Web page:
The Globe and Mail
Treating the $990,000 asking price as a mere suggestion, the buyers would eventually pay $1.3-million for the house – a 53-per-cent premium over what it sold for just three years ago.
This is part of the new reality in frothy markets, such as Toronto and Vancouver, where an average home will set you back more than $1-million.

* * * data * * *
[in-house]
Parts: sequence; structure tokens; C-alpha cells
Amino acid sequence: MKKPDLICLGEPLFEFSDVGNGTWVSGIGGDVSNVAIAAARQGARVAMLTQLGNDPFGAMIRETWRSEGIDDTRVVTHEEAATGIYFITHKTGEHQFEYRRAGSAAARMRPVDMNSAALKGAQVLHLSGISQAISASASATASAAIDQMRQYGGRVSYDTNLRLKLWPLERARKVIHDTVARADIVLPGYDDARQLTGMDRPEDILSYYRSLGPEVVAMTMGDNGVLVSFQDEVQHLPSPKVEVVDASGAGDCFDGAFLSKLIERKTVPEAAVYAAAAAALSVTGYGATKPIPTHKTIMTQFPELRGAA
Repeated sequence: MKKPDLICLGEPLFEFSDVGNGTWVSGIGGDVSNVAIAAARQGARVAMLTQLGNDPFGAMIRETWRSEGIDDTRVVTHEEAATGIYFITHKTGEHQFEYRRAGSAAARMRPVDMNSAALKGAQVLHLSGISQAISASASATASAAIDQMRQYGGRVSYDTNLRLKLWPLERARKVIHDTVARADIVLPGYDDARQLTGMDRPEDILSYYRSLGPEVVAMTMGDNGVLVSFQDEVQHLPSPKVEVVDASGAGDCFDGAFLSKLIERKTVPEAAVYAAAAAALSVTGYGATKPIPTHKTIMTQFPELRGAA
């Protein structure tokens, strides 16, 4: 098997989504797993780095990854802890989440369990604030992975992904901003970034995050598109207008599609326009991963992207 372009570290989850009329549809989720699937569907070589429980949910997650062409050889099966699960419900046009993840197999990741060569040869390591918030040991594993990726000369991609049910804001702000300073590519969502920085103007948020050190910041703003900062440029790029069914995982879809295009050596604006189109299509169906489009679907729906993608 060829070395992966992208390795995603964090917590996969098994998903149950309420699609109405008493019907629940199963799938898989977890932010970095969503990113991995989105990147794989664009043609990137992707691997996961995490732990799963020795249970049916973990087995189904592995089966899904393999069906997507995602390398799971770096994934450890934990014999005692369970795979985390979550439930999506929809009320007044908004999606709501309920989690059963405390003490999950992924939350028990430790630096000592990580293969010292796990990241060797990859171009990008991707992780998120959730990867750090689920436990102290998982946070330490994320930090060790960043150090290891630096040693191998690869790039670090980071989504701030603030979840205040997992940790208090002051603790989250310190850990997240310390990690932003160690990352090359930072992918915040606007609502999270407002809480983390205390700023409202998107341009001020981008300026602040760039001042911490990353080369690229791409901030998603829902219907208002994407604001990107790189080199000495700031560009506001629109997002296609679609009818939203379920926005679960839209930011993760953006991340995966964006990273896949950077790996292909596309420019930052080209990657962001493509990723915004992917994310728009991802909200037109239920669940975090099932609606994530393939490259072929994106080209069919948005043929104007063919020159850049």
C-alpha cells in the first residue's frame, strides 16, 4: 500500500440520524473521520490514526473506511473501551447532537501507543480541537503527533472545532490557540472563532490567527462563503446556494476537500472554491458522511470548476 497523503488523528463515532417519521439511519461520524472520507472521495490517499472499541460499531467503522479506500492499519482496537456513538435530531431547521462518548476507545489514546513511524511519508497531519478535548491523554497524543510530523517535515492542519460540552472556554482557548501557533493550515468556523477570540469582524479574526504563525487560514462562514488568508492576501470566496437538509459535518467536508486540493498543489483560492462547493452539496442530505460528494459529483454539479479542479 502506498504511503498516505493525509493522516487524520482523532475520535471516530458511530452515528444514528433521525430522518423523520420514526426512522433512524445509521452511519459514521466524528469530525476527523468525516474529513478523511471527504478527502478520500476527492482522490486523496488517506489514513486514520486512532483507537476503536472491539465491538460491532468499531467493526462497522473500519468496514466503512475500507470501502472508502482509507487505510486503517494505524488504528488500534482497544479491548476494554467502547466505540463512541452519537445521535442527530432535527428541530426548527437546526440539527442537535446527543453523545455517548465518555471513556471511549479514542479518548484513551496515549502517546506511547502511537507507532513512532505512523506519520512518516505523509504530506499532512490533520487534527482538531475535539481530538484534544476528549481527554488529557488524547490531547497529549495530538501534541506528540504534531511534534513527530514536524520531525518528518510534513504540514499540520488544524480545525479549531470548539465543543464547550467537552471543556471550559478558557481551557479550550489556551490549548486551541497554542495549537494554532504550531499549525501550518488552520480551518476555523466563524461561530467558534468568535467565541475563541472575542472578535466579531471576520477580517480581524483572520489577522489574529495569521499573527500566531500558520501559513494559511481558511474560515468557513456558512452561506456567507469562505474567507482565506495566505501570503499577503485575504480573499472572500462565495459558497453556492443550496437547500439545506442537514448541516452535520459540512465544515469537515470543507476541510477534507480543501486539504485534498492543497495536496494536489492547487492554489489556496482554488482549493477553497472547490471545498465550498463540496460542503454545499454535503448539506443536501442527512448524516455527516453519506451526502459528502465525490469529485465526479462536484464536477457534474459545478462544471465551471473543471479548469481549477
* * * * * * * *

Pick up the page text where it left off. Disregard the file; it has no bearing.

The Bank of Canada fretted last week, in its semi-annual review of the health of the financial system, about all the various risks that could cause the country’s housing market to unravel. Among them: rising long-term interest rates, a sharp rise in unemployment, a condo price crash in Toronto, and a Chinesebanking crisis.